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29th "NRC-related" suicide in Assam, as Nirod Baran Das takes his life by hanging on a fan

By Our Representative
Reporting 29th case of National Register of Citizens (NRC)-driven suicide in Assam, one of India’s human rights campaign sites has said that, on October 20, tragedy struck Kharupetia town in Darrang district of Assam, when a retired school teacher and advocate Nirod Baran Das “took his life by hanging himself to a fan in his home.” The report adds, “The NRC process has so far claimed over two dozen such lives in the past four months alone.”

Women's suicide rate in Gujarat, two other states rises, as India's goes down by 23%: Wither UN's SDG targets?

By Rajiv Shah
In an important revelation, a recent study in one of the world’s most renowned health research journals, “Lancet”, has found that “model” Gujarat is one of the three states where the Suicide Death Rate (SDR) among women has gone up. The other two major states, whose women’s SDR has shown an upward trend during the 26-years study – 1990 to 2016 – period are Bihar and Rajasthan.
Pointing out that between 1990 and 2016 women’s SDR has increased by 4.1%, the data in the journal show that crude SDR for women in Gujarat 1990 was 15.4 per 100,000, which reached 16.0 per 100,000. The data is significant, because all other states but these three witnessed a sharp fall in women’s SDR.
What is equally significant is that, women’s all-India SDR stood at 19.4 per 100,000 in 1990, which was above that of Gujarat. However, in 2016, things turned topsy-turvy: The all-India women’s SDR in 2016 was 14.9 per 100,000, much lower than that of Gujarat, 16.0. Overall, India experienced a whopping fall of 23.5% in women's SDR during the period under study, as against 4.1% rise of India.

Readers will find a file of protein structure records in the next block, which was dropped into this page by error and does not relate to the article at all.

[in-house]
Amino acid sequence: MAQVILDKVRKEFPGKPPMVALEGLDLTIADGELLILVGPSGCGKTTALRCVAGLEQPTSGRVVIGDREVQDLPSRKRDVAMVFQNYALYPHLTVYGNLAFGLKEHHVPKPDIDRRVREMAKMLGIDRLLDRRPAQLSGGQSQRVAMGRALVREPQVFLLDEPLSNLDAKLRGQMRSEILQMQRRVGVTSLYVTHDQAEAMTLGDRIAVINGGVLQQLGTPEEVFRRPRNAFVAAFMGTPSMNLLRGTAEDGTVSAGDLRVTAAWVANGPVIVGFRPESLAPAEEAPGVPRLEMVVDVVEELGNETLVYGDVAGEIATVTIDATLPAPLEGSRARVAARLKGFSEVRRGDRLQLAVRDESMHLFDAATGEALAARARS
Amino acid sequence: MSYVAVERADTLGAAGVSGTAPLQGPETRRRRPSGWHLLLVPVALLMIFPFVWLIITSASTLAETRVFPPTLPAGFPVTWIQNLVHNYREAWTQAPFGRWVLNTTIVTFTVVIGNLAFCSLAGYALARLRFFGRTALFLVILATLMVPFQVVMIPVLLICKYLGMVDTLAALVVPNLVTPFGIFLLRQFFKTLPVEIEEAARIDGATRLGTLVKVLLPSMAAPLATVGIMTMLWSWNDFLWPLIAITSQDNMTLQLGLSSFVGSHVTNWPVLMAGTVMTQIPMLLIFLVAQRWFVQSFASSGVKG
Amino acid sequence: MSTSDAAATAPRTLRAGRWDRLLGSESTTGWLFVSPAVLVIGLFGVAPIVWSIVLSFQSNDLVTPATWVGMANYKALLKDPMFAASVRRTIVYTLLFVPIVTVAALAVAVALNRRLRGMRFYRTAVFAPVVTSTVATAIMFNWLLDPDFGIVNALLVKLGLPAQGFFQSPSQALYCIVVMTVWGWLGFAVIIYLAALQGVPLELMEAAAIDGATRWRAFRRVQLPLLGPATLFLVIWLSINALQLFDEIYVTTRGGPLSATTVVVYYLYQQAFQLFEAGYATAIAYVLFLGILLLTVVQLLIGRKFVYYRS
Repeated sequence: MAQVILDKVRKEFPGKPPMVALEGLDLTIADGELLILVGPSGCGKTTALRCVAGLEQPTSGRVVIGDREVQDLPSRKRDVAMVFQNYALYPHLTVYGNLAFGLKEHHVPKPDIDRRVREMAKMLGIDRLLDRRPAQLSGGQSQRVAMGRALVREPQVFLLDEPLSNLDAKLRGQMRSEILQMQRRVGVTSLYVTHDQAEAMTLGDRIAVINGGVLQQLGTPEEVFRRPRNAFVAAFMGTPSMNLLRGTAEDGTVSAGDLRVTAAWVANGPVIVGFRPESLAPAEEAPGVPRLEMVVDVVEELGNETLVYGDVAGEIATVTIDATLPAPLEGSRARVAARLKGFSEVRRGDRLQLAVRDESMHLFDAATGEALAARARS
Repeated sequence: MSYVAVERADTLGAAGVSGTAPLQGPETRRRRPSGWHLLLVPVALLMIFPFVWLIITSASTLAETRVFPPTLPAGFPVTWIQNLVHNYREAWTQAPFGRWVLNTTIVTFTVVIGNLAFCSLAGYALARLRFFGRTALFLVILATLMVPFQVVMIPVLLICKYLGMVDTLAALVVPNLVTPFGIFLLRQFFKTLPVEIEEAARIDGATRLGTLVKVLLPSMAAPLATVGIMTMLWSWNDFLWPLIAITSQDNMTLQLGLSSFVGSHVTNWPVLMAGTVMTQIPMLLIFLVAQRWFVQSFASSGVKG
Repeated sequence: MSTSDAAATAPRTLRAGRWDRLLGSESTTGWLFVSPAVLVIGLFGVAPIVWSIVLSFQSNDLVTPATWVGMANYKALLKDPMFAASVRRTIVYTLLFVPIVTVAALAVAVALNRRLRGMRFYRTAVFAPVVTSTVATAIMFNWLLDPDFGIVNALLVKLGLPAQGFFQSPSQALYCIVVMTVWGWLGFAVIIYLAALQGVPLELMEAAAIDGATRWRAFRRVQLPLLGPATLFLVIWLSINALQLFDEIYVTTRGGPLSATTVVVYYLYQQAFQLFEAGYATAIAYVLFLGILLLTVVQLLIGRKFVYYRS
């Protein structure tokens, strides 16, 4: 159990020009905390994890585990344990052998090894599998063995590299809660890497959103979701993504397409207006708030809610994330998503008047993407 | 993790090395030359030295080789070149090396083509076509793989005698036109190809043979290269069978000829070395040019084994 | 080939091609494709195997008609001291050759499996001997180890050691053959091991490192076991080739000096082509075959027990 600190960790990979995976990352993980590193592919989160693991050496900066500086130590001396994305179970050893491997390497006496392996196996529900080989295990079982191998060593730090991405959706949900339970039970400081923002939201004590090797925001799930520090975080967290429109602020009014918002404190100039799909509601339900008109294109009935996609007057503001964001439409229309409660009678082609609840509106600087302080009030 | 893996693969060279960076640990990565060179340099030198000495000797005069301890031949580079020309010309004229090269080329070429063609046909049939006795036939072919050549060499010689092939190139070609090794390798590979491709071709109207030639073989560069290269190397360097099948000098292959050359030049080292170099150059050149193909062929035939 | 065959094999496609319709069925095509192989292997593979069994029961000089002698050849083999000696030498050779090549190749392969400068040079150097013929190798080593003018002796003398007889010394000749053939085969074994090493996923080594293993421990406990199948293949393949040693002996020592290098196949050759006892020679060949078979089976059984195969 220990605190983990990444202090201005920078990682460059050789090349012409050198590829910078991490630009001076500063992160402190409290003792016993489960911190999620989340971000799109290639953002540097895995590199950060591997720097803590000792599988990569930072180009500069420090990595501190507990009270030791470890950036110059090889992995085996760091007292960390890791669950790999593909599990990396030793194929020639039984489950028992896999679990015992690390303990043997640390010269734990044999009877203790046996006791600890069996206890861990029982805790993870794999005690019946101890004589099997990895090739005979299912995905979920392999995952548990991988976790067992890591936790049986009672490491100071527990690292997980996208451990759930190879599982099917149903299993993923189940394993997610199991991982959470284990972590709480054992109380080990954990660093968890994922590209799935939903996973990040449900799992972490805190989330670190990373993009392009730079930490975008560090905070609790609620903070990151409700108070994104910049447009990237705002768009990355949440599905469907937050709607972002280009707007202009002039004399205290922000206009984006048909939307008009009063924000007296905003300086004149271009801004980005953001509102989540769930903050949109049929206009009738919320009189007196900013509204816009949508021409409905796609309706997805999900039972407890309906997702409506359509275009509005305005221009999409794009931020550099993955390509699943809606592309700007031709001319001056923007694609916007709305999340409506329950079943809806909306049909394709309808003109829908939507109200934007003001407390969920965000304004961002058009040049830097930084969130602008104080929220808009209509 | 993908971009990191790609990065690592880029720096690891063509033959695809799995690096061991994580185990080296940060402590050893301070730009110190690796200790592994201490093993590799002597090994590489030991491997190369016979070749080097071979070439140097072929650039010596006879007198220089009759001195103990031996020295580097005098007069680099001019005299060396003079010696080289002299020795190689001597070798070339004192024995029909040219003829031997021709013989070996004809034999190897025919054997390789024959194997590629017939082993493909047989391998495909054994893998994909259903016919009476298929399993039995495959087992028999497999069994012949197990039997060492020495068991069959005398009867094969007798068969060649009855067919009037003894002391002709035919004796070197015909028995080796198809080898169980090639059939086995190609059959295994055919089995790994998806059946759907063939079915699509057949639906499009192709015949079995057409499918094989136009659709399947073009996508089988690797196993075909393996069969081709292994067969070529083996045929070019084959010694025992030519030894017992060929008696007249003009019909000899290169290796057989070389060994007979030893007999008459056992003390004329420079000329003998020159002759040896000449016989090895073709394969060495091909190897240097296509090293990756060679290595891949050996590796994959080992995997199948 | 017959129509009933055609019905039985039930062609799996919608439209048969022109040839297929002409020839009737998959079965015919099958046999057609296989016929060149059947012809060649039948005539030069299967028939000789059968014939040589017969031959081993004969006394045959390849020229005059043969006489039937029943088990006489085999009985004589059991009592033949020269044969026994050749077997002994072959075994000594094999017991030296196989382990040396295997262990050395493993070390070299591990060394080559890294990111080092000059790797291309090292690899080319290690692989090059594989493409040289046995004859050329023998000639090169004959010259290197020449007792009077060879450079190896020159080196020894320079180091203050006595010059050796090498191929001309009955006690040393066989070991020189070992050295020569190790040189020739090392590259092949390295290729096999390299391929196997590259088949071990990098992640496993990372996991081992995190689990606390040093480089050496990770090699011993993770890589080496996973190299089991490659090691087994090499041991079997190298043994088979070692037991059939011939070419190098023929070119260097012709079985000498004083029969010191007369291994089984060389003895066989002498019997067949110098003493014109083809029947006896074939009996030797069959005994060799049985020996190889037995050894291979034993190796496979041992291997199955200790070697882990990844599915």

Importantly, there are only major five states whose women’s SDR is found to be higher that of Gujarat – these are Tamil Nadu 26.9, West Bengal 22.1, Karnataka 25.1, Andhra Pradesh 21.0, and Telangana 19.8. The women’s SDR in these states remains high despite a fall experienced in the 26 years in each of these states, the data show.
Also, though in Bihar women’s SDR experienced a sharp rise of 13.5%, it continued to be way below that of Gujarat, just about 6.2 per 100,000 in 2016, up from 5.1 in 1990. Similarly, while Rajasthan’s women’s SDR rose by 10.4% during the period under study, its SDR for 2016 was way below that of Gujarat, 8.3, up from 7.6 in 1990.
The “Lancet” study, which has already created ripples across India, says that “suicide deaths in India increased from 164,404 in 1990 to 230,314 in 2016, an increase of 40.1%”, adding, “In 2016, India had 1,316 million (17.8%) of the global population, but its contribution to suicides increased to 94 380 (36.6%) of the 257,624 global suicide deaths among women and 135,934 (24.3%) of the 559,523 global suicide deaths among men.”
Pointing out that “the levels of urbanisation, proportion of literate population, and difference in literacy attainment between men and women have been suggested as reasons for the variations in suicide deaths at the state level in India”, the study says, “The nearly three times higher SDR observed in women in India as compared with the rate expected globally for geographies at similar levels of Socio-Demographic Index highlights the particular need to better understand the determinants of suicides among women in India.”
Probability of achieving Sustainable Development Goal 2030 targets in reducing suicides
It underlines, “Married women account for the highest proportion of suicide deaths among women in India. Marriage is known to be less protective against suicide for women because of arranged and early marriage, young motherhood, low social status, domestic violence, and economic dependence”.
Stating that “India accounted for one-third of the global child marriages in 2014”, the study says, “One pronounced finding is that despite a reduction in SDR between 1990 and 2016 in younger women, the SDR among them continues to remain high. Recently, high suicide deaths in adolescent girls have gained attention, with suicides having surpassed maternal mortality as the leading cause of death globally.”
Insisting that “disproportionately high suicide deaths in India are a public health crisis”, the study regrets, India’s policy makers have done “very little thus far for suicide prevention in India, and the projections for the Sustainable Development Goals (SDG) 2030 target are dismal, with the majority of the states having less than 10% probability of reaching the SDG target.”

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